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Haircuts and fanclubs: backstage with the Rolling Stones – in pictures

Charlie peeing in the sink, Brian fixing his hair and Mick meeting Bo Diddley ... how did the band fill the long hours between stage-time on their 1965 and 1967 tours? Photographer Gered Mankowitz shares his album – and memories

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JPEGmini Photoshop extension aims to top Adobe's 'save for web'

DP Review News - Mon, 09/05/2016 - 19:53

Beamr, the software company behind the content-aware JPEGmini image compression application, has introduced an extension for Adobe Photoshop. Dubbing it the 'The Save For Web button Adobe should've made', the company claims the extension will save users time and produce better results than Adobe’s default Save For Web settings.

JPEGmini is an image compression package that analyzes individual sectors of an image and applies different degrees of compression to each sector according to its content. The designers claim that its compression results in no visible degradation of the image, but that it can reduce file sizes by up to 80% while 'preserving their full resolution and quality.' The smaller files save space on a hard drive and are also lighter for emailing and web hosting, according to the company.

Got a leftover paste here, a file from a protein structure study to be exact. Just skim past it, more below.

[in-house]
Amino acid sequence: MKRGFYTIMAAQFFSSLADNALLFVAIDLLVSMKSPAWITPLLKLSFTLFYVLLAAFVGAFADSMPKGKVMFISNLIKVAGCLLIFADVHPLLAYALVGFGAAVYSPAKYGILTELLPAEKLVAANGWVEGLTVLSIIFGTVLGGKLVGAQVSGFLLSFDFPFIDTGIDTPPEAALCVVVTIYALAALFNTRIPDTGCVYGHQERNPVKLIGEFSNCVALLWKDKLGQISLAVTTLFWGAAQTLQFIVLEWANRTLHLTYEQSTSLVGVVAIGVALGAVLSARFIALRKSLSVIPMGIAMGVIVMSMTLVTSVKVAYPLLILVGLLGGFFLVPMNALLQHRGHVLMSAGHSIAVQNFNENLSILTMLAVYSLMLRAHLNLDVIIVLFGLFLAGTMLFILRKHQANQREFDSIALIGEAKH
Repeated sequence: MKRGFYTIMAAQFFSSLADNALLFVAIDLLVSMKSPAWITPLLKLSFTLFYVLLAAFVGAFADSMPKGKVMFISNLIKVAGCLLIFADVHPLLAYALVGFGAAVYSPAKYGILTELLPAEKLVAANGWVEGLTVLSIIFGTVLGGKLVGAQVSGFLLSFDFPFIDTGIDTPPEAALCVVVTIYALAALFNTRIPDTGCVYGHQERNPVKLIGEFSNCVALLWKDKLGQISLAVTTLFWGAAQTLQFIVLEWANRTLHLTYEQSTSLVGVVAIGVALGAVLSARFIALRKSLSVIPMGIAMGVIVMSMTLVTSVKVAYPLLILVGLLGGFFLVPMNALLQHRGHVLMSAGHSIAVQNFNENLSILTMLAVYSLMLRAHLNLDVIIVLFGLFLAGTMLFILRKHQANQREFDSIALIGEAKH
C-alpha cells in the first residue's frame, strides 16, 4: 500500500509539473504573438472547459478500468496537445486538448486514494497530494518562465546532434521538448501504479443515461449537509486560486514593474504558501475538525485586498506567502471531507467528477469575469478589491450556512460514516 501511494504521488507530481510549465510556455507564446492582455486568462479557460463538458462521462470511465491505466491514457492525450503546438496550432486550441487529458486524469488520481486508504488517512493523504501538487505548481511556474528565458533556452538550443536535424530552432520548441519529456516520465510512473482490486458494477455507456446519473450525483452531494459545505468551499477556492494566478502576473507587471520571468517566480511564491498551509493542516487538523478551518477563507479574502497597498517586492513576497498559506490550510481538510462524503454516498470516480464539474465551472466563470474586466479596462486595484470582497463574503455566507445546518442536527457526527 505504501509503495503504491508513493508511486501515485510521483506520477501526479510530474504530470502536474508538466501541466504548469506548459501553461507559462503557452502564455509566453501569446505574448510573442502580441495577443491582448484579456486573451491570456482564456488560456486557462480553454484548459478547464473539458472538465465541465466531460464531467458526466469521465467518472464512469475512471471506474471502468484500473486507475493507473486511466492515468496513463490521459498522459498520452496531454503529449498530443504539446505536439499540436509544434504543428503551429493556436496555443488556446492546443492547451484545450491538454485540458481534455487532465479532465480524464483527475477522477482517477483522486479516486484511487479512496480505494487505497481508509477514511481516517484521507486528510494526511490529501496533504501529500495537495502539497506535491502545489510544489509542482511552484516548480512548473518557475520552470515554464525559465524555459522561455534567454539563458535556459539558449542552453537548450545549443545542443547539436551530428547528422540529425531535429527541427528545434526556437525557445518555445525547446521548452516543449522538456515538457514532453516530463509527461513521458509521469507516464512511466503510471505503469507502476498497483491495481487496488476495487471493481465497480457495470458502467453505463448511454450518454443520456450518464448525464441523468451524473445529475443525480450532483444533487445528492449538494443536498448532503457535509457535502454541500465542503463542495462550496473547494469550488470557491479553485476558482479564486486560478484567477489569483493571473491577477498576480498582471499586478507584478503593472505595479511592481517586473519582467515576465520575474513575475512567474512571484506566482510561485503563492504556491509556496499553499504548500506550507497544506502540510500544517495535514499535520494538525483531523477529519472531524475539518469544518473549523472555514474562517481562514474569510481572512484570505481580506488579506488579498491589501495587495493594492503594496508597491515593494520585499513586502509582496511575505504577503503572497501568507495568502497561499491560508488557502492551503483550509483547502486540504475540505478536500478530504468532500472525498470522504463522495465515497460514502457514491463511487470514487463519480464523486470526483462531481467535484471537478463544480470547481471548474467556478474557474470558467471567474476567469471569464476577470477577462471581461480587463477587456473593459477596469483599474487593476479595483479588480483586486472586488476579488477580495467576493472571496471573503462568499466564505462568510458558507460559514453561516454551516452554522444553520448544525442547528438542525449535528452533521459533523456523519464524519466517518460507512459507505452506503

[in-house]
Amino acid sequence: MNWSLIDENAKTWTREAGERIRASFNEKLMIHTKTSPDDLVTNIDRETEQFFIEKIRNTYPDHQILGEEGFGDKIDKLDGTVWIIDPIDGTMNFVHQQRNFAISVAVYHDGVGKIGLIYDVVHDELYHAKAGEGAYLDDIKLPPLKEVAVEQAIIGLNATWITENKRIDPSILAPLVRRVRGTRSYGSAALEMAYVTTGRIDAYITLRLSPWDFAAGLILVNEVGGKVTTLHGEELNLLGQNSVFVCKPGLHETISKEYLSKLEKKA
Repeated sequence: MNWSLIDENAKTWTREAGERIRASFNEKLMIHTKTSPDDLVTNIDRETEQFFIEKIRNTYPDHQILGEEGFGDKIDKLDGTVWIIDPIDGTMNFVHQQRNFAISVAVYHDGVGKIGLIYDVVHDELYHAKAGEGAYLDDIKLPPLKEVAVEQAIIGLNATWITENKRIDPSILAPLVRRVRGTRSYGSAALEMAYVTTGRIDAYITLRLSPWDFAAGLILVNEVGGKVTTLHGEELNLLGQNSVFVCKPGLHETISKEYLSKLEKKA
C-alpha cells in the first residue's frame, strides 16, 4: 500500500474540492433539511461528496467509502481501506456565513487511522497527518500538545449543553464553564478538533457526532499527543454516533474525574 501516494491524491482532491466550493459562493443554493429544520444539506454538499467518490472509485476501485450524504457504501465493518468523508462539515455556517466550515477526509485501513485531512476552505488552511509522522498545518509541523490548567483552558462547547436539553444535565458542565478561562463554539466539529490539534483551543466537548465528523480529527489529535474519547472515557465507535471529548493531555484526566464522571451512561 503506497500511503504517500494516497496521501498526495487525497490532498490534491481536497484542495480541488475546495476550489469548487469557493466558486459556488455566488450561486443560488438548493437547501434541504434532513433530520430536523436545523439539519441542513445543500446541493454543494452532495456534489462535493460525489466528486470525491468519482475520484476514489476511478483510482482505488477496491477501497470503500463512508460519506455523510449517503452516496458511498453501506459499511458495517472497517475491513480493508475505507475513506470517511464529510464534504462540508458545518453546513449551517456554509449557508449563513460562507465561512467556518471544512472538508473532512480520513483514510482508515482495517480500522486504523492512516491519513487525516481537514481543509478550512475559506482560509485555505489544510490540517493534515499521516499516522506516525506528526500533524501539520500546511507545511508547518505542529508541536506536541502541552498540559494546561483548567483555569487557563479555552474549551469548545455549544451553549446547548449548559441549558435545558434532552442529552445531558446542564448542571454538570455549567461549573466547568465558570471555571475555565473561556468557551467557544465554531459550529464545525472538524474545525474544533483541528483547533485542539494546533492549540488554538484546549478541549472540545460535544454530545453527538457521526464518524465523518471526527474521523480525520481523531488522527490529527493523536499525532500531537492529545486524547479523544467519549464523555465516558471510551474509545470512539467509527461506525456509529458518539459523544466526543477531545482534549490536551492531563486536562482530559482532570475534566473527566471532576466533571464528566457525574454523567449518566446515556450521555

The Photoshop extension comes as part of the JPEGmini Pro bundle, along with a plug-in for Lightroom, which costs $99. Photoshop CC 2015.1 is required to use the extension. For more information visit the JPEGmini website and read our test of a previous version of the software